Amazon Instant Video initially will be providing owners of UHD TVs from Samsung, Sony and others streaming 4K content using an Amazon Instant Video app, when the service launches in this fall. Preliminary Amazon UHD content suppliers will include Discovery Channel, Lionsgate, 20th Century Fox and Warner Bros.
Amazon’s service is expected to carry originally produced programming now in production in 4K. Amazon’s service will use HEVC/H.265 encoding to compress 4K content.
Nanotech Entertainment recently revealed an agreement to put a streaming app for its UltraFlix streaming UHD video-on-demand (VOD) channel on 2014 Sony UHD TVs. The service is said to have a library or more than 300 hours of streaming 4K travel and nature documentaries, including 40 made-for-IMAX theatrical titles. The service also provides an assortment of action/ thriller, comedy, drama and family movies, extreme sports videos, concerts, TV shows and moving murals in addition to 100 hours of free content.
M-Go, a Technicolor and Dreamworks joint venture company, offers a streaming VOD service that is planning to soon expand to streaming 4K movies and TV shows. As this went to press, the company was expected to soon announce UHD carriage arrangements with a leading set maker.
DirecTV, the direct-to-home satellite TV provider, also soon will be making 4K content available through an app on Samsung 4K TVs.
The satellite service has said it will launch its own 4K VOD service before the end of the year.
Company CEO Michael White said that by early 2016 the direct-to-home satellite TV service should be able to stream live content in UHD. The company expects to launch two new satellites over the next 18 months to provide the necessary incremental capacity, and Direc- TV is working on securing native 4K content to transmit.
It’s expected that a new set-top receiver will be required to access the higher-resolution channels.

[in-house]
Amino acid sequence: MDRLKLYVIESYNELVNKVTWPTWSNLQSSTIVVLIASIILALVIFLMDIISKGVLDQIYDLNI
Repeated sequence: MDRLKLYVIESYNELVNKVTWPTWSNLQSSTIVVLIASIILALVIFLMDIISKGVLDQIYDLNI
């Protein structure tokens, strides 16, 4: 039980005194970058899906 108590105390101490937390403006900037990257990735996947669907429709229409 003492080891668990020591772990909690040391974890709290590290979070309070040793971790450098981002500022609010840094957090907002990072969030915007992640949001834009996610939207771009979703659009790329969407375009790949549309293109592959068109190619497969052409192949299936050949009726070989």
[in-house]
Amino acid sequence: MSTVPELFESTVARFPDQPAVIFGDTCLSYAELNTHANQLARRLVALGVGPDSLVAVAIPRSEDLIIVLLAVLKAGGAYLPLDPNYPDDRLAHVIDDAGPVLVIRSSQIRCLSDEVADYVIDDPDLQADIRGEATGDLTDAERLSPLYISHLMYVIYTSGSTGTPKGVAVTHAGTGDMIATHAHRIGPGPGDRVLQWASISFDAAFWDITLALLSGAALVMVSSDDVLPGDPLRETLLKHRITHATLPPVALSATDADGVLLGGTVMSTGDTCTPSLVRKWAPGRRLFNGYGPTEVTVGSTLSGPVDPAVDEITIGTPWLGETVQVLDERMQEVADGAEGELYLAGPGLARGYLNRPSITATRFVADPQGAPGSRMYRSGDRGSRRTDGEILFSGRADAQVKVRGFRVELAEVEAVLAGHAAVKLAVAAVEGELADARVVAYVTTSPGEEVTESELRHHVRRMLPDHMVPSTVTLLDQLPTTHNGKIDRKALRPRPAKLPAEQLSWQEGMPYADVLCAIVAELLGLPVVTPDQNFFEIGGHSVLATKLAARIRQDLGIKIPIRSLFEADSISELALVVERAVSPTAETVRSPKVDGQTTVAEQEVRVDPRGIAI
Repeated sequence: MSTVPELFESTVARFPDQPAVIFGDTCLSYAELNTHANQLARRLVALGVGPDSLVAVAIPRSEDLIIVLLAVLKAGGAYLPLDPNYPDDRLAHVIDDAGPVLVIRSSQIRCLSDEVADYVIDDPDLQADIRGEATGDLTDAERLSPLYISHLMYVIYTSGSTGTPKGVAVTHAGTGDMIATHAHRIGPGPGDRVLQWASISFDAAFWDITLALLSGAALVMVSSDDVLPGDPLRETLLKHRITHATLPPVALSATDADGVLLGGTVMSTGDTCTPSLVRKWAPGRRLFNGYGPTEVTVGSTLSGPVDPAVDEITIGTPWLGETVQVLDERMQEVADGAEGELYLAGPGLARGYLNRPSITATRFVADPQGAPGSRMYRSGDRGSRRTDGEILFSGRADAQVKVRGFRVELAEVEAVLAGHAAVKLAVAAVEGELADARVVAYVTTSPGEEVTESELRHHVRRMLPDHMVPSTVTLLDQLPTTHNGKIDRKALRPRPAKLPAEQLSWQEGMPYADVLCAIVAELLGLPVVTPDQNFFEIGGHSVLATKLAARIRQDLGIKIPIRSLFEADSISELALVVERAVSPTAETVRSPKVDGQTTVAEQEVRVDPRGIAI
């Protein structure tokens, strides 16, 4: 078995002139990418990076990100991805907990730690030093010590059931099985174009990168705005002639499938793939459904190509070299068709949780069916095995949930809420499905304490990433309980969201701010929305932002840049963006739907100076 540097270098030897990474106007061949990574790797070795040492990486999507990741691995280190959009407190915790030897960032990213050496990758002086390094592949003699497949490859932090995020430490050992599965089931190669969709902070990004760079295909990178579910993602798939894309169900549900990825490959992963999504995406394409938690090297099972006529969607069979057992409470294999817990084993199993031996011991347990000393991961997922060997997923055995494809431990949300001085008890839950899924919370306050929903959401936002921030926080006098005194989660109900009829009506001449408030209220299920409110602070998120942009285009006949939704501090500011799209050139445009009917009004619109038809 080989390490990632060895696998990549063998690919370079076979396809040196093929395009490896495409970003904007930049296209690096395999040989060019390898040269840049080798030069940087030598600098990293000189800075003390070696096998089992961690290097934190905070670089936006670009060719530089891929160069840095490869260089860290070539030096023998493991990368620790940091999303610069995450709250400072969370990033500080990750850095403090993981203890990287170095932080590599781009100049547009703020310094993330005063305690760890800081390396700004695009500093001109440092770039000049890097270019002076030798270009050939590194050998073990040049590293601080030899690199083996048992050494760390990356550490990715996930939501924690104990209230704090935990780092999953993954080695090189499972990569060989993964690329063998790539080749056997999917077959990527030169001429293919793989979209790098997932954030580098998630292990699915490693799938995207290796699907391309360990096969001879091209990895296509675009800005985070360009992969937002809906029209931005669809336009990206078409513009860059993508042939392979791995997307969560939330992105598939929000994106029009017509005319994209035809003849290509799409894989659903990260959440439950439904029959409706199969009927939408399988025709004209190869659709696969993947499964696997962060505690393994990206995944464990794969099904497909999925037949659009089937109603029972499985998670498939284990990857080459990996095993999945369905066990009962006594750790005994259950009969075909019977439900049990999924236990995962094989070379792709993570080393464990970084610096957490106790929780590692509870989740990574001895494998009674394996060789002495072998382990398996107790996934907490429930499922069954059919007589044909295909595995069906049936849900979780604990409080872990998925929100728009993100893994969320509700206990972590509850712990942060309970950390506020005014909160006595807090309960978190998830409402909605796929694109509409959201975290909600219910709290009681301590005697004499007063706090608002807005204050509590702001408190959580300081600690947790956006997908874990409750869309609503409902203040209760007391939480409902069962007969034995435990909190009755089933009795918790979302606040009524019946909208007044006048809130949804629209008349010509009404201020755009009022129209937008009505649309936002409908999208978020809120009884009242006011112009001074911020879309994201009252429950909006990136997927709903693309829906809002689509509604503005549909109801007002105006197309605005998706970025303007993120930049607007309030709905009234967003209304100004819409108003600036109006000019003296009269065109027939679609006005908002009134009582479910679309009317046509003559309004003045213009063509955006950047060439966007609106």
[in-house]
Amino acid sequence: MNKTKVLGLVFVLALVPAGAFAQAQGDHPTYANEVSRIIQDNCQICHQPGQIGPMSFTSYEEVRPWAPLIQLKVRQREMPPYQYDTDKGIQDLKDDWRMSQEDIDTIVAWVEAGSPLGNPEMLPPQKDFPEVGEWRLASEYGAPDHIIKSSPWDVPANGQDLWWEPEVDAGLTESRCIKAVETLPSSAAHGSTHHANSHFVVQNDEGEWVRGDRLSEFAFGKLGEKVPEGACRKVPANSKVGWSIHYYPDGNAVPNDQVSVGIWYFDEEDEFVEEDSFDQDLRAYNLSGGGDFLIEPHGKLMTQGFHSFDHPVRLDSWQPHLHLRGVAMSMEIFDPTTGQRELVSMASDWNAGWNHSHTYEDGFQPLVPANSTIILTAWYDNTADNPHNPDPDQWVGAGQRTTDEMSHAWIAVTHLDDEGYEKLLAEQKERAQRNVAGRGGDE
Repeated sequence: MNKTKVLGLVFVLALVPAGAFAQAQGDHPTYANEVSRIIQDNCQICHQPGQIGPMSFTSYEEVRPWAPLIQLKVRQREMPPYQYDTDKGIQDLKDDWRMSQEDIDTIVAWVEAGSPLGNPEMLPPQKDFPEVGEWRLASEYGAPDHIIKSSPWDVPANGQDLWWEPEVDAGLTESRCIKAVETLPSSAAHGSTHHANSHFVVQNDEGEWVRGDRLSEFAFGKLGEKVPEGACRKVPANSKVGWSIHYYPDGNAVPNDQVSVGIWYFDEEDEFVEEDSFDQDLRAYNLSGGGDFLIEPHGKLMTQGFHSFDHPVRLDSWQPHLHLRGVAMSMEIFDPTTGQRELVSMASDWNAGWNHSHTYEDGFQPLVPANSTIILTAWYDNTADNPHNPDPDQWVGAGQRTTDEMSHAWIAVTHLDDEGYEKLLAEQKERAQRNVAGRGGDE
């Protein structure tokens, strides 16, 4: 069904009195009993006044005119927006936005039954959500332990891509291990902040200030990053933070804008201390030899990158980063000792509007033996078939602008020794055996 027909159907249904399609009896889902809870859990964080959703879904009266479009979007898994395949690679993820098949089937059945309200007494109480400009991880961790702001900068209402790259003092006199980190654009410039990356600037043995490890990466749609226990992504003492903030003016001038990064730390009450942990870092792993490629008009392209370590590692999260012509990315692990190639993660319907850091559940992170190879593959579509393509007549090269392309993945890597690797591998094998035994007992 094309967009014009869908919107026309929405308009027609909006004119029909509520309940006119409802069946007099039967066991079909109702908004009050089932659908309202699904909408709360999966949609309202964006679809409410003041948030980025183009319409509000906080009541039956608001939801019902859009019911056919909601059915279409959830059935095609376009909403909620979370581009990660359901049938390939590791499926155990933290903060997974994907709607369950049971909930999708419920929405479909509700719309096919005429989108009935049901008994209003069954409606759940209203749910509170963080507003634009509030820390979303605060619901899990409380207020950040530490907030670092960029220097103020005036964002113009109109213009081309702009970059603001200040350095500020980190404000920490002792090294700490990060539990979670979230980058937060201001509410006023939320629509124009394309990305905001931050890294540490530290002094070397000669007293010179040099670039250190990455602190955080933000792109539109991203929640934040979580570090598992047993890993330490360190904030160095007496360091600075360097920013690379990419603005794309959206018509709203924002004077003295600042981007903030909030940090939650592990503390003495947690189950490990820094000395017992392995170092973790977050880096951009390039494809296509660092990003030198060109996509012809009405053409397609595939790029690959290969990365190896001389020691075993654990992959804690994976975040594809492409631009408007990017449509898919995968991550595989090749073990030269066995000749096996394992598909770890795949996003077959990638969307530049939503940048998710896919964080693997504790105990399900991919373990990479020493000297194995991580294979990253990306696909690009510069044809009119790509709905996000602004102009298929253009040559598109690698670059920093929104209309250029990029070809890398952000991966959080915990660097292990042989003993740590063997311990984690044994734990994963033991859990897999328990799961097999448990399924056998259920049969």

Comcast, the cable TV giant, like DirecTV, plans to stream 4K programming to Samsung UHD TVs, in this case through its subscriber-only Xfinity app. Comcast has demonstrated the 4K capabilities of its system, including support for HEVC encoded 4K footage shot by NBC Sports at the 2014 Sochi Winter Olympics. In addition, the company has said that subscribers should be able to get 4K programming via its new X1 set-top boxes sometime this year.
Sony is offering its Video Unlimited 4K movie download service, which launched in 2013 and now stocks 200-plus titles that are available for purchase ($30) or rental ($8). The service is intended for use with the company’s 4K media players, including the popular FMP-X10 and Sony UHD TVs.
YouTube has offered videos shot in 4K for playback on PCs for a while now, but the Google-owned company plans to make 4K content available via a streaming app for UHD TVs. The system is based on Google’s VP9 codec, which the company said requires less bandwidth than HEVC. Companies that have demonstrated YouTube 4K playback on their UHD sets, including LG, Panasonic and Sony, and Samsung, Sharp and Toshiba have said they will also have VP9 support in their new UHD TVs.